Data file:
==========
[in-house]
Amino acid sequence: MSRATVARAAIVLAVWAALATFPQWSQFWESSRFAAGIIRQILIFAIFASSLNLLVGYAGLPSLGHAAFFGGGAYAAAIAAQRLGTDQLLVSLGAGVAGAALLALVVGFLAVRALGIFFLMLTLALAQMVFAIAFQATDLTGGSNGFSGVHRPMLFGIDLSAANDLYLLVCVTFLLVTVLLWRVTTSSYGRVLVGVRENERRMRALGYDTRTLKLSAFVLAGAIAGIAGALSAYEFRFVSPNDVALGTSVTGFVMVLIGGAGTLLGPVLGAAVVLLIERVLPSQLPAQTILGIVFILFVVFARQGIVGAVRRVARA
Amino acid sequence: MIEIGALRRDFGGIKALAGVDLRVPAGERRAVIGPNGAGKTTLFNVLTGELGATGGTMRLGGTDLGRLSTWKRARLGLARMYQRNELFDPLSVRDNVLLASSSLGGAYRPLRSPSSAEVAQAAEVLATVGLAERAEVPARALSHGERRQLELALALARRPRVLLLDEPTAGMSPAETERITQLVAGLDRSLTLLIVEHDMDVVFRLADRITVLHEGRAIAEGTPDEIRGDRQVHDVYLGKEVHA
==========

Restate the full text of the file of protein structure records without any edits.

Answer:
[in-house]
Amino acid sequence: MSRATVARAAIVLAVWAALATFPQWSQFWESSRFAAGIIRQILIFAIFASSLNLLVGYAGLPSLGHAAFFGGGAYAAAIAAQRLGTDQLLVSLGAGVAGAALLALVVGFLAVRALGIFFLMLTLALAQMVFAIAFQATDLTGGSNGFSGVHRPMLFGIDLSAANDLYLLVCVTFLLVTVLLWRVTTSSYGRVLVGVRENERRMRALGYDTRTLKLSAFVLAGAIAGIAGALSAYEFRFVSPNDVALGTSVTGFVMVLIGGAGTLLGPVLGAAVVLLIERVLPSQLPAQTILGIVFILFVVFARQGIVGAVRRVARA
Amino acid sequence: MIEIGALRRDFGGIKALAGVDLRVPAGERRAVIGPNGAGKTTLFNVLTGELGATGGTMRLGGTDLGRLSTWKRARLGLARMYQRNELFDPLSVRDNVLLASSSLGGAYRPLRSPSSAEVAQAAEVLATVGLAERAEVPARALSHGERRQLELALALARRPRVLLLDEPTAGMSPAETERITQLVAGLDRSLTLLIVEHDMDVVFRLADRITVLHEGRAIAEGTPDEIRGDRQVHDVYLGKEVHA